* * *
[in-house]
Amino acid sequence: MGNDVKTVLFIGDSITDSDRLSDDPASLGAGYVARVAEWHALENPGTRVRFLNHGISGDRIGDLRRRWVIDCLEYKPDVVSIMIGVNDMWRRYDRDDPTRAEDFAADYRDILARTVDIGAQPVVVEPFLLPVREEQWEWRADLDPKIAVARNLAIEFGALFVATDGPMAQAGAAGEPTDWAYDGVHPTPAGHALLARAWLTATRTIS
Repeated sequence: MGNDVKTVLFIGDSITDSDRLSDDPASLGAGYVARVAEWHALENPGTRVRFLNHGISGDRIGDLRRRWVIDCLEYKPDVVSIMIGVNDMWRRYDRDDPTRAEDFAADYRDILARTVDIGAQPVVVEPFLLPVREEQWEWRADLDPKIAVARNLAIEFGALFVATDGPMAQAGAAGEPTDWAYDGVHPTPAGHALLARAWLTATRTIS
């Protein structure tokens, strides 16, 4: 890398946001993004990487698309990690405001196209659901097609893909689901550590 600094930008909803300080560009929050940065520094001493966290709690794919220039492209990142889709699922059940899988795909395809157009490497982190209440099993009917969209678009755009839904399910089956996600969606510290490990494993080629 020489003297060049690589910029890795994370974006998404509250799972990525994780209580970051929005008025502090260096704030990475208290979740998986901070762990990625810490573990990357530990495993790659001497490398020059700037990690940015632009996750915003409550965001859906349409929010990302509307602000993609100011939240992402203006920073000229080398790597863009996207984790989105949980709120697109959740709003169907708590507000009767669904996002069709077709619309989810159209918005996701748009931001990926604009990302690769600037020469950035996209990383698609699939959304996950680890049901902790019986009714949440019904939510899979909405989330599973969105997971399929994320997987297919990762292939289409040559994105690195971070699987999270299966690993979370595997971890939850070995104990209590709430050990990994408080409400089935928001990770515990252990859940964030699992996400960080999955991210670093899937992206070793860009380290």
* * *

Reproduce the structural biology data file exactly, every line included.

[in-house]
Amino acid sequence: MGNDVKTVLFIGDSITDSDRLSDDPASLGAGYVARVAEWHALENPGTRVRFLNHGISGDRIGDLRRRWVIDCLEYKPDVVSIMIGVNDMWRRYDRDDPTRAEDFAADYRDILARTVDIGAQPVVVEPFLLPVREEQWEWRADLDPKIAVARNLAIEFGALFVATDGPMAQAGAAGEPTDWAYDGVHPTPAGHALLARAWLTATRTIS
Repeated sequence: MGNDVKTVLFIGDSITDSDRLSDDPASLGAGYVARVAEWHALENPGTRVRFLNHGISGDRIGDLRRRWVIDCLEYKPDVVSIMIGVNDMWRRYDRDDPTRAEDFAADYRDILARTVDIGAQPVVVEPFLLPVREEQWEWRADLDPKIAVARNLAIEFGALFVATDGPMAQAGAAGEPTDWAYDGVHPTPAGHALLARAWLTATRTIS
């Protein structure tokens, strides 16, 4: 890398946001993004990487698309990690405001196209659901097609893909689901550590 600094930008909803300080560009929050940065520094001493966290709690794919220039492209990142889709699922059940899988795909395809157009490497982190209440099993009917969209678009755009839904399910089956996600969606510290490990494993080629 020489003297060049690589910029890795994370974006998404509250799972990525994780209580970051929005008025502090260096704030990475208290979740998986901070762990990625810490573990990357530990495993790659001497490398020059700037990690940015632009996750915003409550965001859906349409929010990302509307602000993609100011939240992402203006920073000229080398790597863009996207984790989105949980709120697109959740709003169907708590507000009767669904996002069709077709619309989810159209918005996701748009931001990926604009990302690769600037020469950035996209990383698609699939959304996950680890049901902790019986009714949440019904939510899979909405989330599973969105997971399929994320997987297919990762292939289409040559994105690195971070699987999270299966690993979370595997971890939850070995104990209590709430050990990994408080409400089935928001990770515990252990859940964030699992996400960080999955991210670093899937992206070793860009380290």